1. Syndicated columnist Kathleen Parker (with whom I rarely agree) offers the following insight on the implosion of journalism as we once knew it. Read the whole column, where she castigates Rush Limbaugh and others, here.
The biggest challenge facing America's struggling newspaper industry may not be the high cost of newsprint or lost ad revenue, but ignorance stoked by drive-by punditry.2. Go here to read San Francisco Chronicle columnist Jon Carroll's reflections on the hangover from Saturday's vote on the new union contract. Call it melancholy:
I try to view this without nostalgia. Of course I grew up with newspapers; of course I romanticized them. My first day in the city room of The Chronicle, I felt like a prince of the realm, even though I was editing the crossword puzzle. But it seems to me that the death of newspapers would rapidly contract the world, even as the Internet is supposed to be expanding it.
Yes, we'll know about something cool that happened in Bangalore, but will we know about something uncool? Will we know about the problem with the sewer system? Would you click on that? No, but you might read it. And if you read a lot, then maybe you'd begin to have a visceral sense of the problems with the world's water supply, and what we might to do to help.
I know that if Britney Spears takes her shirt off in South Africa, I'll know about it. I am not at all sure that if four young protesters in Cape Town have their shirts ripped to shreds by bullets from police rifles, I'll ever know about it. That's what newspapers do: They connect, using the most accessible technology of all. People who do not have electricity can still have a newspaper.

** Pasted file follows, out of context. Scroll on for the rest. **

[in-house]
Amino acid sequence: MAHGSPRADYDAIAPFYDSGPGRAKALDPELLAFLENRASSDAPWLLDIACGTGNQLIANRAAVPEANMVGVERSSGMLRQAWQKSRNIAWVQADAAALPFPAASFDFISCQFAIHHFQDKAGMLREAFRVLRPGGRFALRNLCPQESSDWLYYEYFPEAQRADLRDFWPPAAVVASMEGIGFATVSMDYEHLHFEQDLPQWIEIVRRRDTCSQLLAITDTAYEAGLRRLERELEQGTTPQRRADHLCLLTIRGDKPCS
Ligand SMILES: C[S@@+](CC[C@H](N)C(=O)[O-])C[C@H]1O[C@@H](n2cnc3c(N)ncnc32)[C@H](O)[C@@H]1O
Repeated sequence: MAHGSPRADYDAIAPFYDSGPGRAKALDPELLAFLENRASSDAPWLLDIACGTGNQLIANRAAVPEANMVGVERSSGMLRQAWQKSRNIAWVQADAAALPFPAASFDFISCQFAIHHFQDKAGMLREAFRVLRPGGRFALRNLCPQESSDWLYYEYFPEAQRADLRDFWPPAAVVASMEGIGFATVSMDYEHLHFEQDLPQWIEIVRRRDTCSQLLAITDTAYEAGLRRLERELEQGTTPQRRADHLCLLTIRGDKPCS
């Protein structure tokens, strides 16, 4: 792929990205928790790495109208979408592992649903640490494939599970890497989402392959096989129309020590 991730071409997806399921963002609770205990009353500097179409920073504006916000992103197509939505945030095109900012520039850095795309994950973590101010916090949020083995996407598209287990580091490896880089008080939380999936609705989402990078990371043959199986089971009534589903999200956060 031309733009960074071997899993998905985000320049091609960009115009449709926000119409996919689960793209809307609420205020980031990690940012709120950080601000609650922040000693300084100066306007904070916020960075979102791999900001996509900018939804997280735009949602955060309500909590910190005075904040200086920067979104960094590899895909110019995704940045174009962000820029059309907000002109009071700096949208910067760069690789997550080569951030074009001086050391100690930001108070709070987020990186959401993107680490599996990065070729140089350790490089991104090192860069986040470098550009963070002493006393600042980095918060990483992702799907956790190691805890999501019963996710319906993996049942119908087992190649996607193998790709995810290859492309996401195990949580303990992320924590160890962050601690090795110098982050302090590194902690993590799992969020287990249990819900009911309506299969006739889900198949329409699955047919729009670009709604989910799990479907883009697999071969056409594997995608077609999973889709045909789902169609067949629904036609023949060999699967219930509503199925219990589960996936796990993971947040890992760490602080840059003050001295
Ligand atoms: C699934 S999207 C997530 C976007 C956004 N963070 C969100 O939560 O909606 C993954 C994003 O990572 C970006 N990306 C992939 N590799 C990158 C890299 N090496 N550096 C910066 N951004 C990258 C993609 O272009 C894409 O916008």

And 3. Finally, go here to read about Nancy Pelosi's suggestion to the DOJ antitrust division "to look at the 'market realities' of competition in the digital age when reviewing mergers or 'other arrangements' of competing newspapers. The local angle? A collaborative venture that merges the Chron with the Merc, something that I've heard whispered more than once. Years ago, such consolidation would have sent shivers up and down the spines of anyone even tangentially related to journalism. Today, it's just one more sign of desperate -- and changing -- times.
From the story:
The Justice Department has traditionally been concerned that a merger of papers in the same market would give the surviving entity too much power to set prices for advertising.
Newspapers, however, have argued that the market for advertising is much broader, including online news and advertising competitors such as Craigslist, Google and Yahoo.
Antitrust regulators' other concern has been with preserving the number of editorial voices in a community. For that reason, when newspapers have combined operations in the past, they have been restricted to back office, printing, circulation and other non-news functions.